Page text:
Rock and roll guitarist and singer Ricki Rendazzo who left her comfortable suburban life and family years ago, returns home to help her daughter and faces anger, regrets and ultimately, love and redemption.
When boys eventually grow into men it means, amongst other things, that they have to stop believing in Father Christmas. However, these boyhood best friends are still hanging on to the past.
A perfectly heartwarming and entertaining holiday entry, Pixar's latest may not be the unequivocal classic we are used to seeing from them, but a middling effort from Pixar is still better than most American animated offerings.
The name on the belt has changed, but the lineage still remains: Ryan Coogler's sequel is yet another "Rocky Balboa" movie, beholden to all the standards of Sylvester Stallone's four-decade-long boxing franchise.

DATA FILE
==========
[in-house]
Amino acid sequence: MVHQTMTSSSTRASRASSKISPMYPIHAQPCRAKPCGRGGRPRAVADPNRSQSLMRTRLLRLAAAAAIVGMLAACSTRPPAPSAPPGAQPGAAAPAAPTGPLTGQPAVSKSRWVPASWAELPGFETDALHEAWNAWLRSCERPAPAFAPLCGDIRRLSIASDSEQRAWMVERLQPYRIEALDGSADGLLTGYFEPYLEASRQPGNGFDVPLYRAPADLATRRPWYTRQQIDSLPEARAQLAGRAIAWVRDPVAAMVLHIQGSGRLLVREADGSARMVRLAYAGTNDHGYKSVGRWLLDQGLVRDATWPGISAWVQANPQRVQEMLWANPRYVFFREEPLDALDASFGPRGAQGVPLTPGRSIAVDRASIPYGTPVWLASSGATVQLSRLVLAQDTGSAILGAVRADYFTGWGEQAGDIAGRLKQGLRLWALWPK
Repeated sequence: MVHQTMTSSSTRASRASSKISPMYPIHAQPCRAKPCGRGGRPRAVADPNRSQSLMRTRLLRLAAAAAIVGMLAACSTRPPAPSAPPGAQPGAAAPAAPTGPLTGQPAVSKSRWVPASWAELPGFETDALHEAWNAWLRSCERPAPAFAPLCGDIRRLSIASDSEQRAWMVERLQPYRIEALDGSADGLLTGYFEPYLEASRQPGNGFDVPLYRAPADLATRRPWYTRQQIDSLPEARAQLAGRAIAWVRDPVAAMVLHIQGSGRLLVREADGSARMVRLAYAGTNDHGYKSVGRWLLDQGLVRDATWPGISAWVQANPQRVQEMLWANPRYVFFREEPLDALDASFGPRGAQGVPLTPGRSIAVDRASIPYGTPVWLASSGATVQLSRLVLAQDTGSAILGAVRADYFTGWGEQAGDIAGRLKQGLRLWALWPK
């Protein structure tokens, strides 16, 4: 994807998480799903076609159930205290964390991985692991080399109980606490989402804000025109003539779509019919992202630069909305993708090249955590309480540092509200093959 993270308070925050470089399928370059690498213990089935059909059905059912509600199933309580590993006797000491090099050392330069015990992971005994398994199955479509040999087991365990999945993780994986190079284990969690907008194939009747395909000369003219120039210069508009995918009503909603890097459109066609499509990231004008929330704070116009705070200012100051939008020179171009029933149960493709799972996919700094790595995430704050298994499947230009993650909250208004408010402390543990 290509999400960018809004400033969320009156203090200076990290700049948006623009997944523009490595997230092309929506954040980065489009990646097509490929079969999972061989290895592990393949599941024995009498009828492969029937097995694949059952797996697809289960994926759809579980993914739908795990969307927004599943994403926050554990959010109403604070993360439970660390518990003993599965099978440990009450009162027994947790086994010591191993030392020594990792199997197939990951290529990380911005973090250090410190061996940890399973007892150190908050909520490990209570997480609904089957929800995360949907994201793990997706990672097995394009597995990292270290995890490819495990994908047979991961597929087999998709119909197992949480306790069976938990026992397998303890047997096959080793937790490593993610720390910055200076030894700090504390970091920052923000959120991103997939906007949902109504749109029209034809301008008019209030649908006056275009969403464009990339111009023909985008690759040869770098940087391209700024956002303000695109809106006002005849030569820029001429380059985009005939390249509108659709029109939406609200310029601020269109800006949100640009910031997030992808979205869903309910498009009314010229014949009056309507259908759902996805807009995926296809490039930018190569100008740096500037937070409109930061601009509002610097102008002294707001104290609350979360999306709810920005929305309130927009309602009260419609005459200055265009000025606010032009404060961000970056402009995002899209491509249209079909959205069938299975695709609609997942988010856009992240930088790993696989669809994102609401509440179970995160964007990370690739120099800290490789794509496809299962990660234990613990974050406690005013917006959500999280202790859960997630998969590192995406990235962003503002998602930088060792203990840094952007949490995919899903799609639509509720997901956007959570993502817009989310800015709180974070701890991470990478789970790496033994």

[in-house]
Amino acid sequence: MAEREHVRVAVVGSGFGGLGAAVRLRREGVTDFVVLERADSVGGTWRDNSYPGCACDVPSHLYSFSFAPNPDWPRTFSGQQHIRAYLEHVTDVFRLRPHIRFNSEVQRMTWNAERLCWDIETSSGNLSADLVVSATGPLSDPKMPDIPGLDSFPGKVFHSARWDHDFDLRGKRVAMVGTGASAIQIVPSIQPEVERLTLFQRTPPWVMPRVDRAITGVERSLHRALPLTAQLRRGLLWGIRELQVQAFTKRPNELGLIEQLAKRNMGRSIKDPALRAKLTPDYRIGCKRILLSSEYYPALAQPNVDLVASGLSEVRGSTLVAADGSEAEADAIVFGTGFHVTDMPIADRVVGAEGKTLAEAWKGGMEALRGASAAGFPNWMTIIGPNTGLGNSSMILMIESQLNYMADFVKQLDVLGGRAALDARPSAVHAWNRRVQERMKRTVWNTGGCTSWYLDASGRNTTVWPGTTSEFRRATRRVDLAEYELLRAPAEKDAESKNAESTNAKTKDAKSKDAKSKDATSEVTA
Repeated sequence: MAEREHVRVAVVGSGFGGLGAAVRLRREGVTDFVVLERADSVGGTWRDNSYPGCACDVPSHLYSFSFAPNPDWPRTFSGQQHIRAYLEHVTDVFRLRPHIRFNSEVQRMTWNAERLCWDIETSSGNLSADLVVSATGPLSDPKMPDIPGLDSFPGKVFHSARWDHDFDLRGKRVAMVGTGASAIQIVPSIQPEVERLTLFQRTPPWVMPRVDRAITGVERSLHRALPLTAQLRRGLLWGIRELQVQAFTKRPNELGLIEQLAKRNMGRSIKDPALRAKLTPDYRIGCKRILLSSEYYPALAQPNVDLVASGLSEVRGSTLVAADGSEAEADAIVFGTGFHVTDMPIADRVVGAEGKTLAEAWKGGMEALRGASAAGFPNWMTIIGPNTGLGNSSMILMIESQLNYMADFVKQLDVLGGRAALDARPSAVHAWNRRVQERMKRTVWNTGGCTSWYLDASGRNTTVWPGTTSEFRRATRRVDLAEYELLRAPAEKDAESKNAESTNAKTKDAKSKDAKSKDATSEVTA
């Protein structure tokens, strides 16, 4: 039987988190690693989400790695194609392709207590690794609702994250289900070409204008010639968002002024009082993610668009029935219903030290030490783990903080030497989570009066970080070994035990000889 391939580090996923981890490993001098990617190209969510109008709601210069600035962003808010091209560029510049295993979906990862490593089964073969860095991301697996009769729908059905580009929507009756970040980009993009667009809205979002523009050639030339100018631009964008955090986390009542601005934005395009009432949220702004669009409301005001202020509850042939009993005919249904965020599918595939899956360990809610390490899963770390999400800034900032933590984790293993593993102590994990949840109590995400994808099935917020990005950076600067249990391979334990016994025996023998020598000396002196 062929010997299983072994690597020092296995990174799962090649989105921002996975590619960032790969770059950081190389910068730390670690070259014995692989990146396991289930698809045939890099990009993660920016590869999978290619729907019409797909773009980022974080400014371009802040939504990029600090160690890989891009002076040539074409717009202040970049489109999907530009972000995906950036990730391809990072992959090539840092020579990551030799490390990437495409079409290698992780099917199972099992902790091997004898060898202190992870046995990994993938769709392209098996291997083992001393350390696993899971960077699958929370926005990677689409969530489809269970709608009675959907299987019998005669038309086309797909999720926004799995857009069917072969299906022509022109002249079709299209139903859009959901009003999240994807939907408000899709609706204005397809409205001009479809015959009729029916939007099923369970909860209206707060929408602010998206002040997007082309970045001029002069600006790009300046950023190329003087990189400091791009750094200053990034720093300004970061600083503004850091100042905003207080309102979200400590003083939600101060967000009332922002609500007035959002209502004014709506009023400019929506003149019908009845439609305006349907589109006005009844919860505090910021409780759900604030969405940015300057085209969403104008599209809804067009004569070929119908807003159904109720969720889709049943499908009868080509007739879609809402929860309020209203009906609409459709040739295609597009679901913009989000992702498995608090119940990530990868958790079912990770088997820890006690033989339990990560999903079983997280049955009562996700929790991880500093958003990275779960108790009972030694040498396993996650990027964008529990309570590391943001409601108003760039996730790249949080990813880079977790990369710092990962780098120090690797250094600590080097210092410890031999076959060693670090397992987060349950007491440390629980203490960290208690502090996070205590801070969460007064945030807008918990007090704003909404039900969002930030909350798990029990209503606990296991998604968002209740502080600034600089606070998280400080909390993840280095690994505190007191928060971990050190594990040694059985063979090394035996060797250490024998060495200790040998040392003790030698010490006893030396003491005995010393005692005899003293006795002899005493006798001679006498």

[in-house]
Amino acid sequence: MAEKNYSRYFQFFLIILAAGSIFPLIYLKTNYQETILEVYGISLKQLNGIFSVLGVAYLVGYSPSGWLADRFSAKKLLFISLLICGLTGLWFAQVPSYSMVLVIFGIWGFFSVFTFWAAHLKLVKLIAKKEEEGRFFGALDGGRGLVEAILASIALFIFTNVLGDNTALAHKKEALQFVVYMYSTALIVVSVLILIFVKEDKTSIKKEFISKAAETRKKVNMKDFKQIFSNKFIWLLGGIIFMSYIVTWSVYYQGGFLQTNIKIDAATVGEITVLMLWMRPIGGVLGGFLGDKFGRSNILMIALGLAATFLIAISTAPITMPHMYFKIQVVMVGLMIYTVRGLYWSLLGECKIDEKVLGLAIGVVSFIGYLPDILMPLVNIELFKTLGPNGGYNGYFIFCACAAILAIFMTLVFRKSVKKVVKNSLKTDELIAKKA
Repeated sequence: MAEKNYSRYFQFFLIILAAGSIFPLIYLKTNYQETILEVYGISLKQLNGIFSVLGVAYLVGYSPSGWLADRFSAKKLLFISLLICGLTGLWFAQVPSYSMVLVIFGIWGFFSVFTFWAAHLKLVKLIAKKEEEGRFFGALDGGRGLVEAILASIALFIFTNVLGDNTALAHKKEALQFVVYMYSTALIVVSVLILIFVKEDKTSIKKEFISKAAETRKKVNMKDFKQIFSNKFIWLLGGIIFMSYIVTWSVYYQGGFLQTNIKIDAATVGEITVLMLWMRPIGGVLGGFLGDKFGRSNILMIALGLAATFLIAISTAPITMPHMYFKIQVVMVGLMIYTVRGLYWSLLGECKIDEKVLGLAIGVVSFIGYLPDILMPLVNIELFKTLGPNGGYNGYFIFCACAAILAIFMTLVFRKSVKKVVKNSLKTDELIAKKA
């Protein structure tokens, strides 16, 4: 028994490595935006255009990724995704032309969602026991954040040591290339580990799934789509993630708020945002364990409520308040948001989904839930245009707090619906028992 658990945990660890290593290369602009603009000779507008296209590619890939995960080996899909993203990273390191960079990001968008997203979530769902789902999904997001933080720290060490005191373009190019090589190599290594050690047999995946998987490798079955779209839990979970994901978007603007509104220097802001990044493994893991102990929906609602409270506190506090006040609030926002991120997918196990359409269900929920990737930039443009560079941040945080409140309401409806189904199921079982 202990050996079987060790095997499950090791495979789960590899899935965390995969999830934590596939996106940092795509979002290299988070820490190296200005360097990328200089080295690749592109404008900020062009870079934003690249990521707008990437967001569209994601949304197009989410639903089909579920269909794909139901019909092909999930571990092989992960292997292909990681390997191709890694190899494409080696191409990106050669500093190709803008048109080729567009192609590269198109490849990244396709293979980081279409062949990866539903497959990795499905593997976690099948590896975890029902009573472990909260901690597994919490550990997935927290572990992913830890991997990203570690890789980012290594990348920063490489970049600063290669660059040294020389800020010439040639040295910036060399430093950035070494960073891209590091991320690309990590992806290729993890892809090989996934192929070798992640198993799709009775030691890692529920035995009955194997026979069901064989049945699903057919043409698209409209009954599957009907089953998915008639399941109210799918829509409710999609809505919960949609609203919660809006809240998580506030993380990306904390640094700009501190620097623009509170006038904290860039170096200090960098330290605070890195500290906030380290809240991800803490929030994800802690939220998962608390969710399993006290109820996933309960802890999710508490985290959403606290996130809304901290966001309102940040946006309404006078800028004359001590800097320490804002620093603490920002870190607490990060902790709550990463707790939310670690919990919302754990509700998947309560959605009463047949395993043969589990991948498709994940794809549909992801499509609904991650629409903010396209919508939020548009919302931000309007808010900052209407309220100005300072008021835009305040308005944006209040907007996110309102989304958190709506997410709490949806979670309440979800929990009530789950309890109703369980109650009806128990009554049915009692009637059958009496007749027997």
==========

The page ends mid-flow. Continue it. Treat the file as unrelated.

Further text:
The Frankenstein story is given new life in a surprisingly entertaining and opulent retelling of an oft-told classic.
Previously available only as a spotty DVD transfer, the 1980 cult classic comes to vivid life for the first time ever on Blu-ray.
The ovine adventures of the TV teen sheep become Aardman Animation's awesome new Claymation, almost dialog-less thriller.
Shout Factory continues to pull out obscure films from the movie archives.
We're watching as expectations and passions get diminished in the face of your average workaday complications. In other words, we're watching filmmaking get treated as though it were any other job.
Here is some basic movie math: Two great Tom Hardy performances are almost enough to make up for one bad Brian Helgeland script.